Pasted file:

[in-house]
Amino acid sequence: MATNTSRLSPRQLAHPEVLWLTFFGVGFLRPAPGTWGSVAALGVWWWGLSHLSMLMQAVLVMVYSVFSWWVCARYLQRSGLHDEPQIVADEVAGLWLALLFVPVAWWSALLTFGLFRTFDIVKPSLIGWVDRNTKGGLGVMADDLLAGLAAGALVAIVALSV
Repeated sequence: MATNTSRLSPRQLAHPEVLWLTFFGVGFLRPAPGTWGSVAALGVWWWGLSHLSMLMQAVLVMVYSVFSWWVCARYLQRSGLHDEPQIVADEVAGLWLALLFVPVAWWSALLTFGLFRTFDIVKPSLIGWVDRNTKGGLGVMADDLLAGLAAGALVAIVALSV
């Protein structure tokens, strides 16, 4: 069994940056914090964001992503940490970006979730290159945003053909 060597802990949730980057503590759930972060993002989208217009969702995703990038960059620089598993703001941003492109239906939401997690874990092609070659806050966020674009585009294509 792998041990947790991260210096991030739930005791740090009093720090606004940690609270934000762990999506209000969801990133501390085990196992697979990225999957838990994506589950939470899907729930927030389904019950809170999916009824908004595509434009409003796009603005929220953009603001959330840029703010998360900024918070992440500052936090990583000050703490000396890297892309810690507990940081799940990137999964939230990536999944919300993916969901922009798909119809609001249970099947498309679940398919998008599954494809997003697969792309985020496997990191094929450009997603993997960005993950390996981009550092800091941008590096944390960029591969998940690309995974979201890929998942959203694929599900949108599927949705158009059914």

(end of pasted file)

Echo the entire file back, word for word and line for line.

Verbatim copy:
[in-house]
Amino acid sequence: MATNTSRLSPRQLAHPEVLWLTFFGVGFLRPAPGTWGSVAALGVWWWGLSHLSMLMQAVLVMVYSVFSWWVCARYLQRSGLHDEPQIVADEVAGLWLALLFVPVAWWSALLTFGLFRTFDIVKPSLIGWVDRNTKGGLGVMADDLLAGLAAGALVAIVALSV
Repeated sequence: MATNTSRLSPRQLAHPEVLWLTFFGVGFLRPAPGTWGSVAALGVWWWGLSHLSMLMQAVLVMVYSVFSWWVCARYLQRSGLHDEPQIVADEVAGLWLALLFVPVAWWSALLTFGLFRTFDIVKPSLIGWVDRNTKGGLGVMADDLLAGLAAGALVAIVALSV
């Protein structure tokens, strides 16, 4: 069994940056914090964001992503940490970006979730290159945003053909 060597802990949730980057503590759930972060993002989208217009969702995703990038960059620089598993703001941003492109239906939401997690874990092609070659806050966020674009585009294509 792998041990947790991260210096991030739930005791740090009093720090606004940690609270934000762990999506209000969801990133501390085990196992697979990225999957838990994506589950939470899907729930927030389904019950809170999916009824908004595509434009409003796009603005929220953009603001959330840029703010998360900024918070992440500052936090990583000050703490000396890297892309810690507990940081799940990137999964939230990536999944919300993916969901922009798909119809609001249970099947498309679940398919998008599954494809997003697969792309985020496997990191094929450009997603993997960005993950390996981009550092800091941008590096944390960029591969998940690309995974979201890929998942959203694929599900949108599927949705158009059914």